Kalyanaraman, Chakrapani; Bernacki, Katarzyna; Jacobson, Matthew P

2005-02-15

197

Pharmacologically active compounds in the Anoectochilus and Goodyera species.  

PubMed

The extract of Anoectochilus formosanus showed significant activity in decreasing the levels of the cytosolic enzymes LDH, GOT, and GPT, and the result demonstrated that A. formosanus possessed prominent hepatoprotective activity against CCl(4)-induced hepatotoxicity. Moreover, in the results of the test using aurothioglucose-induced obese mice, the extract showed a significant antihyperliposis effect. A. formosanus grown in the wild and propagated by tissue culture contain ten compounds, including a major known component, (3R)-3-(beta-D-glucopyranosyloxy)butanolide (kinsenoside; 1), and two new components, (3R)-3-(beta-D-glucopyranosyloxy)-4-hydroxybutanoic acid (2) and 2-[(beta-D-glucopyranosyloxy)methyl]-5-hydroxymethylfuran (3), along with the known compounds, isopropyl-beta-D-glucopyranoside (4), (R)-3,4-dihydroxybutanoic acid gamma-lactone (5), 4-(beta-D-glucopyranosyloxy) benzyl alcohol (6), (6R,9S)-9-(beta-D-glucopyranosyloxy)megastigma-4,7-dien-3-one (7), and (3R)-3-(beta-D-glucopyranosyloxy)-4-hydroxybutanolide (8). Since a higher concentration of kinsenoside (1) was detected in the crude drugs A. formosanus and A. koshunensis by high-performance liquid chromatography (HPLC) analysis, we proved a simple purification system for kinsenoside (1), giving 180 mg of kinsenoside (1) from 1 g of dried samples for further pharmacological experiments. In an anti-hyperliposis assay using high-fat-diet rats, 1 significantly reduced the weights of the body and the liver, and also decreased the triglyceride level in the liver compared to those of control rats. On the other hand, the epimer of 1, (3S)-3-(beta-D-glucopyranosyloxy)butanolide, goodyeroside A (9), which was isolated from the Goodyera species, had no effect for anti-hyperliposis. In aurothioglucose-induced obese mice, 1 suppressed the body and liver weight increase, significantly ameliorated the triglyceride level in the liver, and also reduced the deposition of uterine fat pads. The anti-hepatoxic activities of 9 and goodyerosides B (10) were studied on injury induced by CCl(4) in primary cultured rat hepatocytes by measuring the levels of LDH, GOT, and GPT. In the CCl(4)-treated control group, there were marked increases in LDH, GOT, and GPT activities compared with the normal group. In contrast, these levels were suppressed in 9- and 10-treated groups. Goodyerin (11), a new typical flavone glycoside, exhibited a significant and dose-dependent sedative and anticonvulsant effect. PMID:18404313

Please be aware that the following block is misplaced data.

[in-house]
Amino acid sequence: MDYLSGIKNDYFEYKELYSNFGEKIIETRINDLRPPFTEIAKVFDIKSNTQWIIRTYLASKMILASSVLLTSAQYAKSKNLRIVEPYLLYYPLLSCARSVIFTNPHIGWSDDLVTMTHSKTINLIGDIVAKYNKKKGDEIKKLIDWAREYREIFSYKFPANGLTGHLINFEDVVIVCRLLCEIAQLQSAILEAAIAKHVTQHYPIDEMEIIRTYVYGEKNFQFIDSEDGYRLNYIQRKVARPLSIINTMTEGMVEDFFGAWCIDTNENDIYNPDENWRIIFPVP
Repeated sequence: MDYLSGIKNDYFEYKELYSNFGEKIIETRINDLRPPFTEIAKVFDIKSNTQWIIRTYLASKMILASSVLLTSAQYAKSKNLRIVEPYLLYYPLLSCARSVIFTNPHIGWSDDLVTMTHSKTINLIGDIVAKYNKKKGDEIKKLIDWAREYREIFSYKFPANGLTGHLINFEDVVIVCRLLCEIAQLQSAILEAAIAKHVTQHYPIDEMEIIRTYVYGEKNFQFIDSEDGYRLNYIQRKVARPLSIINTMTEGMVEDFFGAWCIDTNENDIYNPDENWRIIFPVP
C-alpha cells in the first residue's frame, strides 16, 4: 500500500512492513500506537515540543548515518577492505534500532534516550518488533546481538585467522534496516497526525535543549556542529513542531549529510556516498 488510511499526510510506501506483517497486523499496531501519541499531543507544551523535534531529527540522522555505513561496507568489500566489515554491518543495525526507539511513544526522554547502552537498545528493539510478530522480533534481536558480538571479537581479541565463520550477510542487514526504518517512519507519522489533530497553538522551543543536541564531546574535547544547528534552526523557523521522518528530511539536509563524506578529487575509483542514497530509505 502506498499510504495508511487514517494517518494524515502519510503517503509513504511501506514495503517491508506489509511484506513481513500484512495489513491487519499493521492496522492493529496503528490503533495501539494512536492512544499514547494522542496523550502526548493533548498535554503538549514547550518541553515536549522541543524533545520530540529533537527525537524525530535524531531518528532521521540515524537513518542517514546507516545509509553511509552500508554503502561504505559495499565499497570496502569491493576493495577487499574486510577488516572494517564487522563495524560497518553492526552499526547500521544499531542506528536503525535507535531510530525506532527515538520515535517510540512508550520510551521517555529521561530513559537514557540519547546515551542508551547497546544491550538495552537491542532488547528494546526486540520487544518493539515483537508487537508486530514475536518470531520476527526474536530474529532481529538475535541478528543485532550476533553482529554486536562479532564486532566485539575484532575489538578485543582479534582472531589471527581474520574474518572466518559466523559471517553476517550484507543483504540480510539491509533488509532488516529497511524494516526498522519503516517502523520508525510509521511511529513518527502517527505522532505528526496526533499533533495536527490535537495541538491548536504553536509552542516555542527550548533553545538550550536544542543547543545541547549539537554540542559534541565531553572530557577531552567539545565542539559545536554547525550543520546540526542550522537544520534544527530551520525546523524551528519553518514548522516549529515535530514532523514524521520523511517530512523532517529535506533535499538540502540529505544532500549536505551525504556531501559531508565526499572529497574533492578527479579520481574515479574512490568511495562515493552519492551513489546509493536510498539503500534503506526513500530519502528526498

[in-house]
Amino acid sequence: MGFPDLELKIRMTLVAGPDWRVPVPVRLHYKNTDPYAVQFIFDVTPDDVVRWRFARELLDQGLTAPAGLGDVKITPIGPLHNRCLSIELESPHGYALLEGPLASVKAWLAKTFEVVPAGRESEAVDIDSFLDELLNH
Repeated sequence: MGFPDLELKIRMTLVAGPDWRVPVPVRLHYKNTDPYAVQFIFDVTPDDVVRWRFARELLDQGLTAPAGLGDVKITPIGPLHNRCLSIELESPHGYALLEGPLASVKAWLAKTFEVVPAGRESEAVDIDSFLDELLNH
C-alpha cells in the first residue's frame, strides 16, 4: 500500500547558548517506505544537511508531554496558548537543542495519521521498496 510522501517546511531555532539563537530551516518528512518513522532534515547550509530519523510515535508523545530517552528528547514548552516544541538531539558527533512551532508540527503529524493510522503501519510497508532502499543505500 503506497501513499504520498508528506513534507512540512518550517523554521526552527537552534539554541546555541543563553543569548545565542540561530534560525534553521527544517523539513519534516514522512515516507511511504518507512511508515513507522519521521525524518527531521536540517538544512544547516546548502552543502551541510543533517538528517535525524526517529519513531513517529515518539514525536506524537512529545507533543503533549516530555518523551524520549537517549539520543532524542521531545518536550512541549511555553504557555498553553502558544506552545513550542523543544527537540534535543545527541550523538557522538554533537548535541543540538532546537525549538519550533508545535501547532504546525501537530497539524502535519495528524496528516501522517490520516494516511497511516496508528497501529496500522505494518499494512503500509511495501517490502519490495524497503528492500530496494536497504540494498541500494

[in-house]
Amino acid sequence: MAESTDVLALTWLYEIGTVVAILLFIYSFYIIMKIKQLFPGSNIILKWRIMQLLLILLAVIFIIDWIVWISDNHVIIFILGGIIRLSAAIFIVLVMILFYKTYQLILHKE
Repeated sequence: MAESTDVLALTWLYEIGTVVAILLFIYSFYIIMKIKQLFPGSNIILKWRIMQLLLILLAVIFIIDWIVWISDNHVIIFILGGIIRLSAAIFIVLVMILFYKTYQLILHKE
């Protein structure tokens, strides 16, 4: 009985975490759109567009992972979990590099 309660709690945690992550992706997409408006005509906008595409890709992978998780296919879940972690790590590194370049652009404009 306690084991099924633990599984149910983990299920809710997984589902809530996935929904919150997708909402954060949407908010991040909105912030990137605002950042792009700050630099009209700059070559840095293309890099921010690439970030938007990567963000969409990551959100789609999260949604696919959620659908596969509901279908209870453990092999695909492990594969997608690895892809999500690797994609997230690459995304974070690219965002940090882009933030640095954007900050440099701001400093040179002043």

Du, Xiao-Ming; Irino, Nobuto; Furusho, Norihiro; Hayashi, Jun; Shoyama, Yukihiro

2008-01-18

198

Aspergillus fumigatus activates thrombocytes by secretion of soluble compounds.  

PubMed